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Mortality of Alzheimer’s Disease Patients: A 10-Year Follow-up Pilot Study in Shanghai

  • Yue-Qi Zhang (a1), Chun-Fang Wang (a2), Gang Xu (a3), Qian-Hua Zhao (a4), Xin-Yi Xie (a1), Hai-Lun Cui (a1), Ying Wang (a1), Ru-Jing Ren (a1), Qi-Hao Guo (a5) and Gang Wang (a1)...

Abstract:

Background:

Identifying risk factors and mortality of individuals with Alzheimer’s disease (AD) could have important implications for the clinical management of AD.

Objective:

This pilot study aimed to examine the overall mortality of AD patients over a 10-year surveillance period in Shanghai, China. This study is an extension of our previous investigation on mortality of neurodegenerative diseases.

Methods:

One hundred and thirty-two AD patients recruited from the memory clinics of two hospitals in Shanghai in 2007 were followed up until December 31, 2017 or death, representing a follow-up period of up to 10 years. Overall standardized mortality ratios (SMRs) were calculated, and predictors for survival at recruitment were estimated.

Results:

Sixty-seven patients had died by December 31, 2017, and the SMR at 10 years of follow-up was 1.225 (95% confidence interval 0.944–1.563). Employing Cox’s proportional hazard modeling, lower Mini-Mental State Examination score, and comorbid diabetes predicted poor survival in this cohort.

Conclusion:

This pilot study suggests a similar survival trend of patients with AD compared to the general population in Shanghai urban region. Poor cognitive status and comorbid diabetes had a negative impact on the survival of AD patients.

RÉSUMÉ :

Taux de mortalité de patients atteints de la maladie d’Alzheimer : une étude pilote de suivi menée à Shanghai au cours d’une période de dix ans. Contexte : On le sait, le fait d’identifier les facteurs de risque et de mortalité chez des patients atteints de la maladie d’Alzheimer (MA) pourrait avoir des implications importantes en ce qui concerne leur prise en charge. Objectif : Basée sur une période de suivi de dix ans, cette étude pilote entend se pencher sur le taux global de mortalité de patients atteints de la MA qui vivent en Chine dans la ville de Shanghai. Elle constitue aussi le prolongement d’une étude précédente ayant porté sur les taux de mortalité associés à certaines maladies neurodégénératives. Méthodes : Au total, 132 patients atteints de la MA et recrutés en 2007 au sein de deux cliniques de la mémoire d’hôpitaux de Shanghai ont fait l’objet d’un suivi jusqu’au 31 décembre 2017 ou jusqu’au moment de leur décès. Nous avons tout d’abord calculé leurs taux de mortalité normalisés (TMN) ; nous avons ensuite essayé de déterminer les variables explicatives de leur survie au moment de leur recrutement. Résultats : En tout, 67 patients sont décédés avant le 31 décembre 2017. Leur TMN au terme de notre suivi a été de 1,225 (IC 95 % 0,944 -1,563). En faisant appel à la régression de Cox, il s’est avéré que des résultats plus bas au test de Folstein (ou mini-mental state examination) et la présence du diabète ont permis de prédire un faible taux de survie au sein de cette cohorte. Conclusion : En matière de taux de survie, cette étude pilote suggère donc une tendance similaire chez ces patients atteints de la MA si on les compare à la population générale de la région métropolitaine de Shanghai. À ce sujet, un état cognitif détérioré de même que la présence du diabète ont entraîné un impact négatif sur leur taux de survie.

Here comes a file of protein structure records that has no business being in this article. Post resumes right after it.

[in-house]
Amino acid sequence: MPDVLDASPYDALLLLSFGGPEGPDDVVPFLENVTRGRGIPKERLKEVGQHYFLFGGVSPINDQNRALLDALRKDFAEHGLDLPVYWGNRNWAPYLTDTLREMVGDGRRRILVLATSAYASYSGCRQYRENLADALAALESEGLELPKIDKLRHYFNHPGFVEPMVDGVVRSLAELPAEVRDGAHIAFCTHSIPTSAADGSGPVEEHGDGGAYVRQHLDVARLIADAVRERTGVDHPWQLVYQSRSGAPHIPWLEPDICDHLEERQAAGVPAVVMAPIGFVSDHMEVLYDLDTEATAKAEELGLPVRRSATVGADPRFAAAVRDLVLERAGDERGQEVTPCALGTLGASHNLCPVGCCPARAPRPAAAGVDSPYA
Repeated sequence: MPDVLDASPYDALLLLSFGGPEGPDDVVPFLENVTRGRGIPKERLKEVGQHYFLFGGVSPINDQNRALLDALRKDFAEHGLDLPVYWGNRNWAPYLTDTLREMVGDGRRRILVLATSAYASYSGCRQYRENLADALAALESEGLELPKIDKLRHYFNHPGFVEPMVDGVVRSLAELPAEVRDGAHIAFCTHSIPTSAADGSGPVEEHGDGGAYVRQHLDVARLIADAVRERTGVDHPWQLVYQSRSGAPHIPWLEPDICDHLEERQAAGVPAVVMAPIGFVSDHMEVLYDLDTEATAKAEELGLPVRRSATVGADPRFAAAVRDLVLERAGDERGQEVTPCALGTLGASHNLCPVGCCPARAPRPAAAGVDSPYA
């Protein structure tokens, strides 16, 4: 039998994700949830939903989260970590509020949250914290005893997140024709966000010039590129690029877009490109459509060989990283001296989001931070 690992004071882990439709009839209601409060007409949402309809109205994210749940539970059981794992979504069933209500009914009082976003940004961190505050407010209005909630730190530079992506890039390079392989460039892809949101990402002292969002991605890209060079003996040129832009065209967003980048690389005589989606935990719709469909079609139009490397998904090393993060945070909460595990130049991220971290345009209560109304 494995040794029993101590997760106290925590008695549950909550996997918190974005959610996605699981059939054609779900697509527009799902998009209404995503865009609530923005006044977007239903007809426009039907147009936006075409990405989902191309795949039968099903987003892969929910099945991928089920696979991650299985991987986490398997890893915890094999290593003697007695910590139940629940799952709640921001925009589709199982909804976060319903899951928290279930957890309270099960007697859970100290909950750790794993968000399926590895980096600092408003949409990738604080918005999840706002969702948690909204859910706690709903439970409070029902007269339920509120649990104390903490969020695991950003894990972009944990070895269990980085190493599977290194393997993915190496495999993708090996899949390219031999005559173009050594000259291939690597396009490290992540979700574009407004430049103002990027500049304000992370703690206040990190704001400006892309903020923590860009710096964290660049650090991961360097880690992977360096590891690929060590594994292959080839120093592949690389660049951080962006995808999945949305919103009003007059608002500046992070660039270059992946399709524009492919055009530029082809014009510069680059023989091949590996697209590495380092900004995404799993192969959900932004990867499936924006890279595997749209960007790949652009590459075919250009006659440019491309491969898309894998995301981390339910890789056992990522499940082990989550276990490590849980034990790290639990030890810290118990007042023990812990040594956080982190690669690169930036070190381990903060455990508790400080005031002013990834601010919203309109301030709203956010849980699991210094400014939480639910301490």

Copyright

Corresponding author

Correspondence to: Gang Wang and Rujing Ren, Department of Neurology, Ruijin Hospital affiliated with Shanghai Jiao Tong University School of Medicine, Shanghai200025, China; Qi-Hao Guo, Department of Gerontology, Shanghai Jiao Tong University affiliated with the Sixth People’s Hospital, Shanghai200233, China. Emails: wg11424@rjh.com.cn; doctorren2001@126.com; qhguo@sjtu.edu.cn

Footnotes

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Yue-Qi Zhang, Chun-Fang Wang, and Gang Xu contributed equally to this study.

Footnotes

References

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Keywords

Mortality of Alzheimer’s Disease Patients: A 10-Year Follow-up Pilot Study in Shanghai

  • Yue-Qi Zhang (a1), Chun-Fang Wang (a2), Gang Xu (a3), Qian-Hua Zhao (a4), Xin-Yi Xie (a1), Hai-Lun Cui (a1), Ying Wang (a1), Ru-Jing Ren (a1), Qi-Hao Guo (a5) and Gang Wang (a1)...

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